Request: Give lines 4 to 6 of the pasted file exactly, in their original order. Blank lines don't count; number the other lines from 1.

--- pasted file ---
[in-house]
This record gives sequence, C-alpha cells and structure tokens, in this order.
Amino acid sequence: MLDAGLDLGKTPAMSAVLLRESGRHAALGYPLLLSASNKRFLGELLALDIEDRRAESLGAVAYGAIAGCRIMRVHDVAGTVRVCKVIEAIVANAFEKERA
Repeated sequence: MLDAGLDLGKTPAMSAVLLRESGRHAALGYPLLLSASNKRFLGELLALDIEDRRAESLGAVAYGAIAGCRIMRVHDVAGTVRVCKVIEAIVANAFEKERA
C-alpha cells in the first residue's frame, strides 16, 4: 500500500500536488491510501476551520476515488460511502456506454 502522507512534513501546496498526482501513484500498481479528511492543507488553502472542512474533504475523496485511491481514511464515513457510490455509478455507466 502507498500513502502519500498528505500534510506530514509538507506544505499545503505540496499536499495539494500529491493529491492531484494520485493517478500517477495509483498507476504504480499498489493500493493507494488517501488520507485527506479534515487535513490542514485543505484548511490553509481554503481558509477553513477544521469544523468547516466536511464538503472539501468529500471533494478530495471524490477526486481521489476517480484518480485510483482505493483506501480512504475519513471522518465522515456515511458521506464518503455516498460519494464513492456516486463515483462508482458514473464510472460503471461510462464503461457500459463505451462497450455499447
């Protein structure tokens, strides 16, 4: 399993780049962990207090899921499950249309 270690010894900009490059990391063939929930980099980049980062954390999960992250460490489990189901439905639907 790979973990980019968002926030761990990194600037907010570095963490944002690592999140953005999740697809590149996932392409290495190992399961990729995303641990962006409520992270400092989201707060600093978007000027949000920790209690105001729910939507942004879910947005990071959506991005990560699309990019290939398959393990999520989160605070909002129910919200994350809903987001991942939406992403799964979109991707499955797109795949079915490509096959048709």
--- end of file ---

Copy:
Repeated sequence: MLDAGLDLGKTPAMSAVLLRESGRHAALGYPLLLSASNKRFLGELLALDIEDRRAESLGAVAYGAIAGCRIMRVHDVAGTVRVCKVIEAIVANAFEKERA
C-alpha cells in the first residue's frame, strides 16, 4: 500500500500536488491510501476551520476515488460511502456506454 502522507512534513501546496498526482501513484500498481479528511492543507488553502472542512474533504475523496485511491481514511464515513457510490455509478455507466 502507498500513502502519500498528505500534510506530514509538507506544505499545503505540496499536499495539494500529491493529491492531484494520485493517478500517477495509483498507476504504480499498489493500493493507494488517501488520507485527506479534515487535513490542514485543505484548511490553509481554503481558509477553513477544521469544523468547516466536511464538503472539501468529500471533494478530495471524490477526486481521489476517480484518480485510483482505493483506501480512504475519513471522518465522515456515511458521506464518503455516498460519494464513492456516486463515483462508482458514473464510472460503471461510462464503461457500459463505451462497450455499447
């Protein structure tokens, strides 16, 4: 399993780049962990207090899921499950249309 270690010894900009490059990391063939929930980099980049980062954390999960992250460490489990189901439905639907 790979973990980019968002926030761990990194600037907010570095963490944002690592999140953005999740697809590149996932392409290495190992399961990729995303641990962006409520992270400092989201707060600093978007000027949000920790209690105001729910939507942004879910947005990071959506991005990560699309990019290939398959393990999520989160605070909002129910919200994350809903987001991942939406992403799964979109991707499955797109795949079915490509096959048709």